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I would like to set an environment variable (that we'll call "TEST") to store the path to a sub-directory of my home directory : something like /home/myself/dir/. I would like to use the $HOME variable so that the system can get a path that is valid for any user on the system (provided they have a directory called "dir" in their home folder). I tried several possibilities, but could not get it working. Here is one of my tries:

export TEST='$HOME/dir'

We can check that the variable has indeed been created :

env | grep TEST

Which returns:

TEST=$HOME/bin

So far so good. However this is where things get tough :

cd $TEST

Returns:

bash: cd: $HOME/bin: No such file or directory

However following variant works:

eval cd $TEST

Is there any way to obtain the same result, but without invoking eval?

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marked as duplicate by slm, vonbrand, jasonwryan, Anthon, Braiam Mar 15 at 23:29

This question has been asked before and already has an answer. If those answers do not fully address your question, please ask a new question.

    
Did you try using double quotes? That is by saying: export TEST="$HOME/dir" –  devnull Mar 15 at 11:11
    
He's saying he wants $HOME evaluated only when the variable $TEST is evaluated - he wants its value linked. –  mikeserv Mar 15 at 16:32
1  
This is not a duplicate! Even if the basis of problem is same! This is not same question and not same bug... –  F. Hauri Mar 18 at 21:25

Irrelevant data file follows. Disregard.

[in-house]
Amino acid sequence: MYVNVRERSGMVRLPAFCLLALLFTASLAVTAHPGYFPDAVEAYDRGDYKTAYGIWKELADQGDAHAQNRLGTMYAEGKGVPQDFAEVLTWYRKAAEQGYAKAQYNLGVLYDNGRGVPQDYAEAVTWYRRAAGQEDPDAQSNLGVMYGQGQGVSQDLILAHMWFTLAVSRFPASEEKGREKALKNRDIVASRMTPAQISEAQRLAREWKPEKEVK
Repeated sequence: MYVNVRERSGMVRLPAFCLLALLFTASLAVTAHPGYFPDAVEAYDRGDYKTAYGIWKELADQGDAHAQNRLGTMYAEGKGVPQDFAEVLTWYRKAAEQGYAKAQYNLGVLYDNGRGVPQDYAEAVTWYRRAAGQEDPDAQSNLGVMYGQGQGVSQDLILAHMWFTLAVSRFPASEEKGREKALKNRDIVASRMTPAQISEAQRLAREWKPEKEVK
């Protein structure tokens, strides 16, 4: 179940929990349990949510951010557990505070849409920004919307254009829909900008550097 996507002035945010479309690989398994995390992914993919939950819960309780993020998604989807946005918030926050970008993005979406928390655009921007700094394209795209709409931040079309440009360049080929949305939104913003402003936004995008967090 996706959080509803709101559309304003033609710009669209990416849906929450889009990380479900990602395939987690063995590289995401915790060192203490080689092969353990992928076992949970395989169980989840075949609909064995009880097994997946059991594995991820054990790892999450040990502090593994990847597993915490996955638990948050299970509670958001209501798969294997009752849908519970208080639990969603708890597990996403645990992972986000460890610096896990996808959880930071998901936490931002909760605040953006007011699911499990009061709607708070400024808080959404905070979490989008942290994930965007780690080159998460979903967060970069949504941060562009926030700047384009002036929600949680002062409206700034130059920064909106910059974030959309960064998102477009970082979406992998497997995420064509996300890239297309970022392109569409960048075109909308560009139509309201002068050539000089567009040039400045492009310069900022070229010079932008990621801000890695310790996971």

@devnull : the problem if I do this is that the $TEST variable has a "hard coded" value in the sense that it will only use the home path of the user who invoques "export", and will not adapt to the home path of current user.say for example you run your command as user A then log off and eventually log back in as a different user). In other words, that is not exactly what I am trying to achieve... –  Galdor Mar 20 at 9:55

3 Answers 3

up vote 1 down vote accepted

You can do this, but it requires at least 2 shell variable evaluations, and, normally, all you ever get is one. This is by design - I mean, the shell is where all of your stuff is, so it's best to limit the unexpected to a minimum and avoid opening doors behind doors if you can help it. In any case, you definitely have at your disposal the eval shell built-in:

% one=two ; two=three ; eval echo \$$one
> three

% eval "one=\$$two" ; echo $one
> three